Growing up, I always looked forward to Hari Raya for a few reasons, one of which was the yummy ‘kuih’ or cookies only available during this festive season. My favourites included cashew cookies, peanut cookies, ‘bahulu’, makmur cookies, batang buruk and putu kacang, to name just a few.
‘Bahulu’ and makmur cookies were an extra favourite because these were made by my great-aunts who made these the traditional way, and each year they had orders by the thousands from their regular customers.
As time went by, most of these cookies are now easily and readily available, but after tasting one or two, the quality of the cookies sold now are a far cry from the traditional ones from yesteryear.
One of the reasons may be due to the fact that the ingredients used have changed and been altered to suit the nature of the business these days where it is required for the cookies to have an extended shelf-life, and of course, cost.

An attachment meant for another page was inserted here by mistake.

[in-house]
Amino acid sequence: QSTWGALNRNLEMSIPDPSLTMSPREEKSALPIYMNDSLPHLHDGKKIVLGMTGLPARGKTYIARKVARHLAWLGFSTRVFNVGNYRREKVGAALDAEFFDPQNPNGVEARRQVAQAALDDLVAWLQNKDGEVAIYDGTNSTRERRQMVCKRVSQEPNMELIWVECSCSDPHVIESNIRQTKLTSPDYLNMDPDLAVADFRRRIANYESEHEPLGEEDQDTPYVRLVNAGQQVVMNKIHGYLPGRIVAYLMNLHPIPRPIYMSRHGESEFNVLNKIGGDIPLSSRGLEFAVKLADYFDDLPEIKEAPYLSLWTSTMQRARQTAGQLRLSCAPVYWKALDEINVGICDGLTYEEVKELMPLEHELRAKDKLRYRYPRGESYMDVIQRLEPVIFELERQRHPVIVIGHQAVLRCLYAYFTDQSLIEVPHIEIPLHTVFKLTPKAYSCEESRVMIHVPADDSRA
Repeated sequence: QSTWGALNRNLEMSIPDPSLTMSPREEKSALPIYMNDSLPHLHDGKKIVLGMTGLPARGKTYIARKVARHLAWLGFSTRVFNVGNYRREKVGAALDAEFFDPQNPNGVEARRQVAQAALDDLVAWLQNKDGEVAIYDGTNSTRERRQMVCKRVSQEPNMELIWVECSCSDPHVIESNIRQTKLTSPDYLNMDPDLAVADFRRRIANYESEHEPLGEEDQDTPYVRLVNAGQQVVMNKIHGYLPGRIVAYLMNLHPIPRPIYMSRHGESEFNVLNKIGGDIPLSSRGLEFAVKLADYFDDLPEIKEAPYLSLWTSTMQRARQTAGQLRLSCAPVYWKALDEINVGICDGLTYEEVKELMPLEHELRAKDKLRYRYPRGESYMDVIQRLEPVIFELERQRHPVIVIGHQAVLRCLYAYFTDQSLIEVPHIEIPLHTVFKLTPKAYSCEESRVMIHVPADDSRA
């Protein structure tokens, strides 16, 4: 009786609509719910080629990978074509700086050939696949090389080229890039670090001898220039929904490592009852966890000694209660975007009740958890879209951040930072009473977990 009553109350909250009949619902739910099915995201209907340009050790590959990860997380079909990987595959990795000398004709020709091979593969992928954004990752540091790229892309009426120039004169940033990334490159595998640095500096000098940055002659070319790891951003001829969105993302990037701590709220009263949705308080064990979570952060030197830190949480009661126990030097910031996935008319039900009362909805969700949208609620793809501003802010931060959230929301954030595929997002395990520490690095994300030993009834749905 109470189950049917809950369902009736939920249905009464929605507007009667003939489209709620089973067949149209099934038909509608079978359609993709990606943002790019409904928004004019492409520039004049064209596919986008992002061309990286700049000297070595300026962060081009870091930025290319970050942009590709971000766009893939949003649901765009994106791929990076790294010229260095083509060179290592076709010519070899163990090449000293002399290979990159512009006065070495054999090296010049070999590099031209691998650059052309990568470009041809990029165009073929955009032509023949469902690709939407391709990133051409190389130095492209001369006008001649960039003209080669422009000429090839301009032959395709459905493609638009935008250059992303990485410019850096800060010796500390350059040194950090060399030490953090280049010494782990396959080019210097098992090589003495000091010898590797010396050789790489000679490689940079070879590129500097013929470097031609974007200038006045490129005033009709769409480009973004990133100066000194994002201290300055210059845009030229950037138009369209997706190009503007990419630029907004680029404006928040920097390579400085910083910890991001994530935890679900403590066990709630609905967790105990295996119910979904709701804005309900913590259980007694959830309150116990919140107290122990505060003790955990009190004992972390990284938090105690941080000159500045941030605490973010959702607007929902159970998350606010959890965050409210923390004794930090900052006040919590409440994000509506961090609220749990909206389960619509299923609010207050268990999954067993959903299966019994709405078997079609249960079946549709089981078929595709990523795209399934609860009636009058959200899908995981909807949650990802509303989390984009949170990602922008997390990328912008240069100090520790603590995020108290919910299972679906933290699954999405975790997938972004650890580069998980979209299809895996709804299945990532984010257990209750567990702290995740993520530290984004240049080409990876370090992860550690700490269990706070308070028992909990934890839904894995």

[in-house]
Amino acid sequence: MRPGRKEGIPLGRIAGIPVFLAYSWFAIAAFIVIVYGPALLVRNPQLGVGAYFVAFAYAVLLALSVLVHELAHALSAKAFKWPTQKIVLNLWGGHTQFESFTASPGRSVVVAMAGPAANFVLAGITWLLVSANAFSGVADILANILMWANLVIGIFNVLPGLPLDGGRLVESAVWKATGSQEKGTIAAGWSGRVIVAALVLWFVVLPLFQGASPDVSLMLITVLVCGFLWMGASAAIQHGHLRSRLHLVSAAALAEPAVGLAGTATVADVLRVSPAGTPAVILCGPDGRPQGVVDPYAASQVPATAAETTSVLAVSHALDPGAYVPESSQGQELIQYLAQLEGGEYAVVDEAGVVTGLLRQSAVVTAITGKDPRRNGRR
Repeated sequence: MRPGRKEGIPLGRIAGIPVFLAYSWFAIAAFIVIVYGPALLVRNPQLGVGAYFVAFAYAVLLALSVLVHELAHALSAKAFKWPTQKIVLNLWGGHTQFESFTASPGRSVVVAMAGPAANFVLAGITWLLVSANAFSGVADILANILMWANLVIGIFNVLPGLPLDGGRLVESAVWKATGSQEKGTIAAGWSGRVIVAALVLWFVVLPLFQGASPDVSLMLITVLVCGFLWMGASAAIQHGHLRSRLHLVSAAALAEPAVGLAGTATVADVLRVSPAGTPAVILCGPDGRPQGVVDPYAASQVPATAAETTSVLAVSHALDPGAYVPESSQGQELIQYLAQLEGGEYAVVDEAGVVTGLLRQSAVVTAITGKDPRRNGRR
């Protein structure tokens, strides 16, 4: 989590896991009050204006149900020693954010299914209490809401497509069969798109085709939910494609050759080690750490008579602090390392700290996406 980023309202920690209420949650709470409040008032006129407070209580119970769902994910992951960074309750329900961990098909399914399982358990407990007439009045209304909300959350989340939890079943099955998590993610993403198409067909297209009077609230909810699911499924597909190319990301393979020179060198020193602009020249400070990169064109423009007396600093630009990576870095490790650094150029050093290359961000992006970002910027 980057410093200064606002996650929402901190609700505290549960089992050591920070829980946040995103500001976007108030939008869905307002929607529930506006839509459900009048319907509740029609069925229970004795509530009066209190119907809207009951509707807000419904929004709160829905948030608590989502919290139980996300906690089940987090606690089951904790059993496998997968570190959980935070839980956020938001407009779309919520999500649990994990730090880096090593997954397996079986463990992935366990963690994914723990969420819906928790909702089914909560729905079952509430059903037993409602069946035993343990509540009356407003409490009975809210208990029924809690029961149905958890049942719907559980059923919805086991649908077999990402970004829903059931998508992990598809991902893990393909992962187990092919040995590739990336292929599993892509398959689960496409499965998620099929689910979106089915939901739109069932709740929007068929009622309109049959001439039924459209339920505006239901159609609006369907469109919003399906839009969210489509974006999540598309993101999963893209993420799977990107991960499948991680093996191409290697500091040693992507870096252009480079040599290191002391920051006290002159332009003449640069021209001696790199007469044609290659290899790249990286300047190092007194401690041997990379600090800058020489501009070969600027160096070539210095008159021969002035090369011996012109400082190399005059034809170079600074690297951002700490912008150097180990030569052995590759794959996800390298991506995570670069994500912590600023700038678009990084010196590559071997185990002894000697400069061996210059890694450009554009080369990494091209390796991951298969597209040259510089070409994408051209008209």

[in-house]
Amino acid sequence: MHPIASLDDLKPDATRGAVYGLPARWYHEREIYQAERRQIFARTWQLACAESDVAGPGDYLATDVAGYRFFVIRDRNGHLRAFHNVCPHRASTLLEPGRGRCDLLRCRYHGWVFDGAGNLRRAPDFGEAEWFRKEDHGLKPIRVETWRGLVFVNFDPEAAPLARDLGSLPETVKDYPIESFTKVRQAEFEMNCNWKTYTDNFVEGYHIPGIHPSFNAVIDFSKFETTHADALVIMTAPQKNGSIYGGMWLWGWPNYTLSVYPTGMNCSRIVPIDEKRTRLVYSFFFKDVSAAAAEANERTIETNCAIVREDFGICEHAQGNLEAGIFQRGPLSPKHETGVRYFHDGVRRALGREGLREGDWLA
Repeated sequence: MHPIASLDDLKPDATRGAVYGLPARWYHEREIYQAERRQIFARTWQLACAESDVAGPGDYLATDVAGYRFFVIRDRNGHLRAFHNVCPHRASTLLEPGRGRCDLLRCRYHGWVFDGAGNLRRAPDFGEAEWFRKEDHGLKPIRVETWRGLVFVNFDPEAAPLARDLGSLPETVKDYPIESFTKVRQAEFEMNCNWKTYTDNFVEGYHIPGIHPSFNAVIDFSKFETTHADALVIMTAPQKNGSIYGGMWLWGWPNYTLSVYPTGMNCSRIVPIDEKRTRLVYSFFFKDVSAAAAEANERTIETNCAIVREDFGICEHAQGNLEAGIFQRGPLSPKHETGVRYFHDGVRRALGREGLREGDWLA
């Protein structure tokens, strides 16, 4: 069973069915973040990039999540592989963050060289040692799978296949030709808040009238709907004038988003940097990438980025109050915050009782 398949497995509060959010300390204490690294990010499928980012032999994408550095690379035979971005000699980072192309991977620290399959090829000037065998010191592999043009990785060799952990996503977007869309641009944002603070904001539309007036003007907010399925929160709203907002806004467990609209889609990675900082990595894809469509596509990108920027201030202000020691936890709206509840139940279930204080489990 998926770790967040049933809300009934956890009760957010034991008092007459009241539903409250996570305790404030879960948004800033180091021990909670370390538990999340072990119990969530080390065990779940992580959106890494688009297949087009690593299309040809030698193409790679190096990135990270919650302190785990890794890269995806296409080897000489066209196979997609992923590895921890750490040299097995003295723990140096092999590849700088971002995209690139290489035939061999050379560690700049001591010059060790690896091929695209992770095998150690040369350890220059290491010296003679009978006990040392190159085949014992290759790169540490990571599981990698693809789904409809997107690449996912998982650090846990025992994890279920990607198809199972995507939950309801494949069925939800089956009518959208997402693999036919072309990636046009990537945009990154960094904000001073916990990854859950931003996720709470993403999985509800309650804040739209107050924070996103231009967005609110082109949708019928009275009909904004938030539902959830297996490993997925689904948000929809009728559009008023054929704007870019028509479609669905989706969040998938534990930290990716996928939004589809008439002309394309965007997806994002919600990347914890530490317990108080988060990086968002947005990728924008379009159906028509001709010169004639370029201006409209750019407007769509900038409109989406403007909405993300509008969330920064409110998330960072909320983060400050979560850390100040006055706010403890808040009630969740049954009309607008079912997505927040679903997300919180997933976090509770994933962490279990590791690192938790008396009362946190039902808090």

While this is all good, and it helps create some awareness of some of the long-forgotten cookies, we can’t help but yearn and mourn for the loss of the tradition of baking cookies just a few days before Eid, while families come together and gather for the big celebration.
Perhaps in this fast-paced world, we compromise on tradition in favour of speed and convenience. However, of late, there are still a few people who try and uphold the old traditions, and hopefully this practice will catch on and be a ‘trend’ amongst the newer generation who might be interested in reviving and maintaining a bit of their cultural heritage.
Article source: http://blog.tourism.gov.my/feed/